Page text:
In “Zarina,” written and directed by Ezra Mir, he was the tongawallah who falls in love with a dancing girl at a carnival. This poignant romantic tragedy won plaudits for both Jal and Zubaida. It was their last picture together for Sagar. Zubaida left Sagar and Sabita Devi took her place. Sabita and Kumar were the first stars imported from Calcutta. Sabita co-starred with Jal in “Phantom of the Hills,” directed by Ezra Mir, in which he played a dashing Pathan riding a white charger. In “Educated Wife” (Grihalaxmi), directed by Sarvottam Badami, he played a modern educated youth. In this role the versatile Jal revealed a genial personality. Sabita was again his co-star.

Jal and Zubaida played stellar roles together once again in “Aaj Kal,” directed by R.S. Chowdhury. This was the last important picture for both stars. Jal acted in about n15 Silent films and 29 Talkie films. His first Talkie film was Veer Abhimanyu-1931 and his last Talkie film was Armaan 1953.

Jal Merchant, who already had a family flourishing business, retired from the screen. Later, he started to live a quiet life in Bandra. Jal was an excellent shikari in his younger days. His screen associates also remember his soft voice, gentle manners and sensitive, handsome face. His pairing with Zubeida and Sabita Devi was very popular. He had all the gentle Parsee manners and was a popular co-star for the heroines.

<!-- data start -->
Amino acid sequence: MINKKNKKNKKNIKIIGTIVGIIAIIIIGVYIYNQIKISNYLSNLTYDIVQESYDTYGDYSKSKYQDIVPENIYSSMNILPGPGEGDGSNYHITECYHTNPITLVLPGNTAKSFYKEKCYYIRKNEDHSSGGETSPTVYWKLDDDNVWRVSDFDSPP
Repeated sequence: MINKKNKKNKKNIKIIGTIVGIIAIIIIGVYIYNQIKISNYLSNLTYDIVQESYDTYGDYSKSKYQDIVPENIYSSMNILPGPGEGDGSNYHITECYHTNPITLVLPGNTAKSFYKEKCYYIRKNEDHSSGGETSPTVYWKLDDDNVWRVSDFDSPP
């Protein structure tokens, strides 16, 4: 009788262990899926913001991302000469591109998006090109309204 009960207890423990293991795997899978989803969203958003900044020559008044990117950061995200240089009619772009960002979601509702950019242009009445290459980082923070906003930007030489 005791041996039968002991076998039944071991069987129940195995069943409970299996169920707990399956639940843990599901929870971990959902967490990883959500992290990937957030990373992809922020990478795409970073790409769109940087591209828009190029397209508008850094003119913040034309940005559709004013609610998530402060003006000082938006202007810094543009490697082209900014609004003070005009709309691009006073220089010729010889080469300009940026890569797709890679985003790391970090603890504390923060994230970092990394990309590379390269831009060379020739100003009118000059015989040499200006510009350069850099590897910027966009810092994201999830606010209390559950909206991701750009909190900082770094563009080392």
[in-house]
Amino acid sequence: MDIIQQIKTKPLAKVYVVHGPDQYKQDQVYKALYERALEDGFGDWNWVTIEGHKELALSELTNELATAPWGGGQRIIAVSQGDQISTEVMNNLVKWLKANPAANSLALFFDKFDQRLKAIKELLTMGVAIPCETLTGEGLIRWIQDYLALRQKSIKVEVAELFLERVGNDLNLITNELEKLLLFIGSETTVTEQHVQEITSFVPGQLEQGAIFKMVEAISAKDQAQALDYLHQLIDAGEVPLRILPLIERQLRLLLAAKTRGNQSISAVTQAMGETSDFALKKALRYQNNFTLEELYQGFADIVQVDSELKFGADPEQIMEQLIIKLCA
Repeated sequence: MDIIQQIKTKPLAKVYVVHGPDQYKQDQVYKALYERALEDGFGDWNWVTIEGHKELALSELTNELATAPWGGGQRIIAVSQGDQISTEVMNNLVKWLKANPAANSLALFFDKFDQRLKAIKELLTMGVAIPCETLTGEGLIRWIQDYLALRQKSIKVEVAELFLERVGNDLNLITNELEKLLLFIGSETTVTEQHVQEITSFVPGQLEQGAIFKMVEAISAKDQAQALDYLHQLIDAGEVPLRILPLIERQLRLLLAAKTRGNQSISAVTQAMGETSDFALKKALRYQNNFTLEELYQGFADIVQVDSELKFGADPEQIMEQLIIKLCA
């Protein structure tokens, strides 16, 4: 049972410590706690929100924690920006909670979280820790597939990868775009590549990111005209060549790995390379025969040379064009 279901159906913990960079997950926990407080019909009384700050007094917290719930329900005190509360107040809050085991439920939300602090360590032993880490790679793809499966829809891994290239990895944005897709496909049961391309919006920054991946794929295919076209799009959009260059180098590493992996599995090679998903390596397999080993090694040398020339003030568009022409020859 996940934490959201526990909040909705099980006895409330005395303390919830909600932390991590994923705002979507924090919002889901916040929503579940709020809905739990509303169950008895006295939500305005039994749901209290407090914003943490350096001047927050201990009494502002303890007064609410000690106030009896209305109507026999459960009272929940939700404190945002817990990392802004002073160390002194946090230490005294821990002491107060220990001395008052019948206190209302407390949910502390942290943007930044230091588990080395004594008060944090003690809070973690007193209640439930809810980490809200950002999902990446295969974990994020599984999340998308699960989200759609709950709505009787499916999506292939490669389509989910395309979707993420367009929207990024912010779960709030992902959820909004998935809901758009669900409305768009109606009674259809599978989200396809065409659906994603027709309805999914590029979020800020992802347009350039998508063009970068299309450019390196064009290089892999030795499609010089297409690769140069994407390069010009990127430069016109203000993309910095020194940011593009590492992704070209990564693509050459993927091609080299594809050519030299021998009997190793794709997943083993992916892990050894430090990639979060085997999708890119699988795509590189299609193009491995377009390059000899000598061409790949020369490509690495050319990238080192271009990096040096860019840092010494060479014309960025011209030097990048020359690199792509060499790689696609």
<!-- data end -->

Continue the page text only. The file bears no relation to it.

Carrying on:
I have read somewhere that Jal Merchant died in 1963 in Bombay. He was unmarried till the end, like many Parsis. ( information from an article by V.P.Sathe in Screen, ‘Screenplay’ by Isak Mujawar, HFGK, muVyz and my notes have been used in this post, with thanks.)

With today’s song by Rajkumari, film Chhote Sarkar-1938 makes its Debut on this Blog.


Song- Sukh chain ke din sab beet gaye (Chhote Sarkaar)(1938) Singer- Rajkumari, Lyricist- Pandit Amar, MD- Shanti Kumar Desai

Lyrics

Sukh chain ke din
sab beet gaye
dukh rain andheri chhaayee hai
sukh chain ke din
sab beet gaye
dukh rain andheri chhaayee hai
koi sang na saathi saath sakhi
koi sang na saathi saath sakhi
sapna sa ?? mein aayi
sapna sa ?? mein aayi
Sukh chain ke din
sab beet gaye
dukh rain andheri chhaayee hai

jhoothha prem ye jhoothhi aashaa
jhoothha prem ye jhoothhi aashaa
jhoothhi kaaya
jhoothhi maaya
jhoothhi kaaya